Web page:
Monday, September 20, 2010

How to Fix the Economy

Heard on the news today that officially speaking, the recession ended a year ago. That is, things aren't technically getting worse anymore, there's just a lot of leftover bad. Economists call this period after a recession ends a "recess" because so many people are underemployed and therefore theoretically have more time to play outside (if you're an economist, playing outside is always only theoretical). Americans who are not economists don't know the technical term "recess" and so they call the period we're in lots of other words which are not printable on this blog and spend their extra time applying for theoretical jobs.

Our recess: looks a bit lonely, but otherwise nice.

The good news about the current recess is that I have a part-time job. I teach three classes at a university, which happens to be what full-time professors do, except that they have to go to faculty meetings. Also they get paid nearly twice as much as I do and get medical benefits and usually travel allowances.

I know numerous people in the same position I am in, because they are my co-workers. Like me, they graduated at a time when most institutions have full-time hiring freezes, and therefore hire lots of the people who can't find full-time jobs to teach part-time for less money and no benefits instead.

Don't get me wrong--I don't blame my employer. When the economy is slow and your funding is down, there aren't many options other than to do what they're doing. My guess is that numerous companies in numerous sectors are doing the exact same sorts of things right now. If my company let all of us extra part-timers go and replaced us with full-time employees, we'd be stuck with nowhere to go, and the company would be stuck with too much payroll for a continuing economic recess.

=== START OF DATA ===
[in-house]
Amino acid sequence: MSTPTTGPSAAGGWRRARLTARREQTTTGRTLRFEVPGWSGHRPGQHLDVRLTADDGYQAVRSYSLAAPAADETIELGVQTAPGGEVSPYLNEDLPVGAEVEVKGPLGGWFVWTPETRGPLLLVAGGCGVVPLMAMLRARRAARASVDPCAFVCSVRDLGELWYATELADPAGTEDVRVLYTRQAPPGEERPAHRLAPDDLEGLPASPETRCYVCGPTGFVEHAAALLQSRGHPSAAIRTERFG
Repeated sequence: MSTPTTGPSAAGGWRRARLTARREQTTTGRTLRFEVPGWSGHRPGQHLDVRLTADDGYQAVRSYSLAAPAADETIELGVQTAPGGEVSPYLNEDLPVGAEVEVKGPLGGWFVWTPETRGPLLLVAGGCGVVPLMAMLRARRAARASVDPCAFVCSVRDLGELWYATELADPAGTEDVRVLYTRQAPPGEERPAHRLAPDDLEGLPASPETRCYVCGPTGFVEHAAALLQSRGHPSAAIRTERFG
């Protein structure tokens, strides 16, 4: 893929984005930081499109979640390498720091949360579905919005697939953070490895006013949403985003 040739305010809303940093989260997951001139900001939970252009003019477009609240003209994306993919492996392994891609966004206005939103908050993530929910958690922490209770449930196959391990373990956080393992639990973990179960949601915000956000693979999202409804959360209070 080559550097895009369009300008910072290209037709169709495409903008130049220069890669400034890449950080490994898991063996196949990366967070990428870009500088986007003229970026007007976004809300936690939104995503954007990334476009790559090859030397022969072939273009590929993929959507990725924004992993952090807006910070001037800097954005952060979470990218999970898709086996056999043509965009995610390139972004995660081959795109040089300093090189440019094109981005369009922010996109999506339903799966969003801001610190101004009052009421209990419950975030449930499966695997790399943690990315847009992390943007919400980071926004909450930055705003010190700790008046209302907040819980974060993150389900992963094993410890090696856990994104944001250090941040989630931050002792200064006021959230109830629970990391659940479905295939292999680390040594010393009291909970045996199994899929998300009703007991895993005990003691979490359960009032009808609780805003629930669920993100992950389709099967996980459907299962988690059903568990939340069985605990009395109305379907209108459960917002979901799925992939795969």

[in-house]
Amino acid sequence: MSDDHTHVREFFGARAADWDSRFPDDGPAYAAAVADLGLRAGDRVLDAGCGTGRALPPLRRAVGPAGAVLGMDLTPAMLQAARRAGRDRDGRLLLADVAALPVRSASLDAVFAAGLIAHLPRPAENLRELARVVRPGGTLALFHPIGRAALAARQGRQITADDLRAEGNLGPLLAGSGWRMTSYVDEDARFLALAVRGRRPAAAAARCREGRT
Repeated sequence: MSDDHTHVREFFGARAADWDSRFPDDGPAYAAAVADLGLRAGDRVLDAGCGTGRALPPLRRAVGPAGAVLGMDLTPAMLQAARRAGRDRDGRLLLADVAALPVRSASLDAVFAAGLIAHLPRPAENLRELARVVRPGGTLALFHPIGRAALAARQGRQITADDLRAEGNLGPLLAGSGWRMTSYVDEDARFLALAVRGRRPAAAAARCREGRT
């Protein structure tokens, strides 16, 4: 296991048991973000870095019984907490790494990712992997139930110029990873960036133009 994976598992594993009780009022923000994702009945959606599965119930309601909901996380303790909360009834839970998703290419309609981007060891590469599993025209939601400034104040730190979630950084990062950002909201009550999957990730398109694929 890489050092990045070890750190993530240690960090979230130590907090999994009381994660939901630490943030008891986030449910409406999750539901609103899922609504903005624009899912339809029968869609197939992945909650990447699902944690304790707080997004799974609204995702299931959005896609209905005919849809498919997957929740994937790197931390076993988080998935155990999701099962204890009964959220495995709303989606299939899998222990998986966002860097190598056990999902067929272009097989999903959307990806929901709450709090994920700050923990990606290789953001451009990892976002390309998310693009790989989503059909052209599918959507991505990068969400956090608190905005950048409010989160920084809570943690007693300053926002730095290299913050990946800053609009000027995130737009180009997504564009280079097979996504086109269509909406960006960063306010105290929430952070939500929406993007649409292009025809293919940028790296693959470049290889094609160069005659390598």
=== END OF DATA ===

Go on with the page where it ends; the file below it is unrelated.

No--in order for things to get better, all the underemployed people in the country would have to quit at once and not take another job unless it paid nearly twice as much, included benefits, and involved mandatory attendance at boring meetings. If this mass quitting were to happen, employers would all have to take a crazy risk at once and start hiring full-time, which would give most of the people who just quit real jobs, which would stimulate the economy, which would save all the companies that just risked their necks to hire.

Yes--every struggling company would be foolish to hire full-time people now and every single part-time employee doing more than part-time work would be incredibly foolish to quit now, but if all the part-timers were to quit and all the companies were to hire, things would work out just fine.

...all quit our jobs at once! That's change America can believe in
if it closes its eyes and tries really, really hard.

So: if you see President Obama this week, tell him to read this blog post. And this blog post will tell him to cancel his traditional yearly message to sixth graders and address the nation's part-timers instead. If he tells us all to quit, and we all listen, the recess will end and he'll get re-elected. If the President doesn't read this blog, or doesn't come up with the same brilliant plan on his own, his approval ratings will continue to fall and we'll end up with four years of President Glenn Beck.

The choice is yours. Well, no, actually it's his. I think.

Please leave a comment if I'm right, Mr. President. (I'd also accept an electronic hoofprint from your unicorn if you're in a hurry.)


  1. It's nice of you to blame the overuse of adjunct faculty on the economy, but in much better economic times, the college where I taught gave me more classes than full-time instructors were teaching, and still gave me less money and no benefits. I guess attending faculty meetings must be the key to making a living in academia.

    Aunt Sheila


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